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I am revising for am exam and one of the topics is regular expressions.

A past exam paper has the question

Which of the following regular expressions are equivalent? Explain your reasoning. [8 Marks]

(i) (a+b)* b (a+b)* b (a+b)*

(ii) a* b a* b a*

(iii) a* b a* b (a+b)*

I think its a trick question and the answer is none because

i will accept aabaabaabaabbaabaabaabaabbaabaabaabaab but ii and iii wont

then because ii can only accept 2 b's maximum and iii can accept 2 b's as a minimum.

Am I correct or have I got this completely wrong?

I have e-mailed my lecturer for help but had no reply so I'm hoping someone here can help.

Thanks.

share|improve this question
3  
Have you tried drawing the equivalent state machine and reducing it? – Li-aung Yip May 4 '12 at 10:33
up vote 4 down vote accepted

i and iii are equivalent.

The regular expressions are both "a string of as and bs where there are at least two bs" (this should be clear from each definition). The fact that iii just has a*s in place of the first two (a+b)* is a distraction. I'll break down how iii describes the string:

  • a possibly empty string of as (A in the labelling below)
  • the first b (X)
  • another possibly empty string of as (B)
  • a second b (Y)
  • and the rest of the string which is just a mix of as and bs (C)

For your example, iii does match it. Imagine we labelled the regular expression like so (the v and ^ are just arrows):

A  X B  Y   C
vv v vv v vvvvvv 
a* b a* b (a+b)*

Then we can label which part of the regex corresponds to the parts of the string:

  X  Y
  v  v
aabaabaabaabbaabaabaabaabbaabaabaabaab
^^ ^^ ^^^^^^^^^^^^^^^^^^^^^^^^^^^^^^^^
A   B            C

(@Li-aungYip's suggestion is a good one too.)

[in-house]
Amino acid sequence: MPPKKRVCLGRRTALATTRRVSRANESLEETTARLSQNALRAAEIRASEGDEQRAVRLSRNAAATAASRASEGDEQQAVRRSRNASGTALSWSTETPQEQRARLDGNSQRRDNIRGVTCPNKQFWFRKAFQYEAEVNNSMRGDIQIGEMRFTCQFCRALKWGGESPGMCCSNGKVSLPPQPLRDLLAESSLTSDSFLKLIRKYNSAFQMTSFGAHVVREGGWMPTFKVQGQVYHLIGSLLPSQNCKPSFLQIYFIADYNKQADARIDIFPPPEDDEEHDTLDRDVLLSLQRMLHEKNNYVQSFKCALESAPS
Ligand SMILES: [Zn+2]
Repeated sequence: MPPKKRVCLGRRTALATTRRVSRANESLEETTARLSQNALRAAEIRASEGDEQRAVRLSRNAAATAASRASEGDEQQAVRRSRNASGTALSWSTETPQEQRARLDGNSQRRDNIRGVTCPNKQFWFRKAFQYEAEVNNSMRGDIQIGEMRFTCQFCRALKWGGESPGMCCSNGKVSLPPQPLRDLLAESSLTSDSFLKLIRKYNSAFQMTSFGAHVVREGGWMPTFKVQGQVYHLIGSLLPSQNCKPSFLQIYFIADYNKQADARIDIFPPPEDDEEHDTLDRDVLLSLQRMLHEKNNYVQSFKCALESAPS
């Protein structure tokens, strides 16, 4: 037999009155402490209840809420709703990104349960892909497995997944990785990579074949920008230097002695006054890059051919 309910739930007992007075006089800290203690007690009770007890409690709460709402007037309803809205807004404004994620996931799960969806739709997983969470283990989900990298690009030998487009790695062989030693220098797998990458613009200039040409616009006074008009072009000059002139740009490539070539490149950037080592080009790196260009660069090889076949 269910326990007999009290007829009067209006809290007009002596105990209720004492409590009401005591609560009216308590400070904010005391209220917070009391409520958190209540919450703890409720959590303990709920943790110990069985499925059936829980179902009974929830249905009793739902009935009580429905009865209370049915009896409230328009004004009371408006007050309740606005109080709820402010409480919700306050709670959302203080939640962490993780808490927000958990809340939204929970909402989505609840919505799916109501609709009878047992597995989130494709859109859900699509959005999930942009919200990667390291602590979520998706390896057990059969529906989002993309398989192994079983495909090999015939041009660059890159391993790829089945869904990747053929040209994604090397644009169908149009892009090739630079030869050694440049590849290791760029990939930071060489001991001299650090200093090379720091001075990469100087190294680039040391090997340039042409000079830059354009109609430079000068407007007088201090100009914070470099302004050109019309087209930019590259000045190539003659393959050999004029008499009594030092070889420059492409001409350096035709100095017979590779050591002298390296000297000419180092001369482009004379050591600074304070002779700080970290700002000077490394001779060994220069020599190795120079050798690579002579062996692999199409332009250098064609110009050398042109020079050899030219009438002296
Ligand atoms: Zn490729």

share|improve this answer
    
Thanks that makes sense! – TrueWheel May 4 '12 at 10:42
    
i and iii are definitely not equivalent. Regex iii will match "abb", but regex i will not match "abb". – Alderath May 4 '12 at 11:15
    
@Alderath, I'm almost certain it will. You will have to give more details about why it doesn't match. – huon May 4 '12 at 11:17
1  
That's not arbitrary pseudocode, from wikipedia in the formal language section on REs: "Many textbooks use the symbols ∪, +, or ∨ for alternation instead of the vertical bar". In an regex engine, A+ is just a shorthand way of writing AA*. – huon May 4 '12 at 11:28
1  
My apologies. My limited experiences with regexes have only involved the code interpreted by regex engines. I never studies text books about the subject. Your answer is definitely correct then. I still feel that it is a bit weird that they use different meanings of the + sign for text box regexes and regex code though, but that’s a completely different issue. +1 for teaching me something about regex representations. – Alderath May 4 '12 at 11:40

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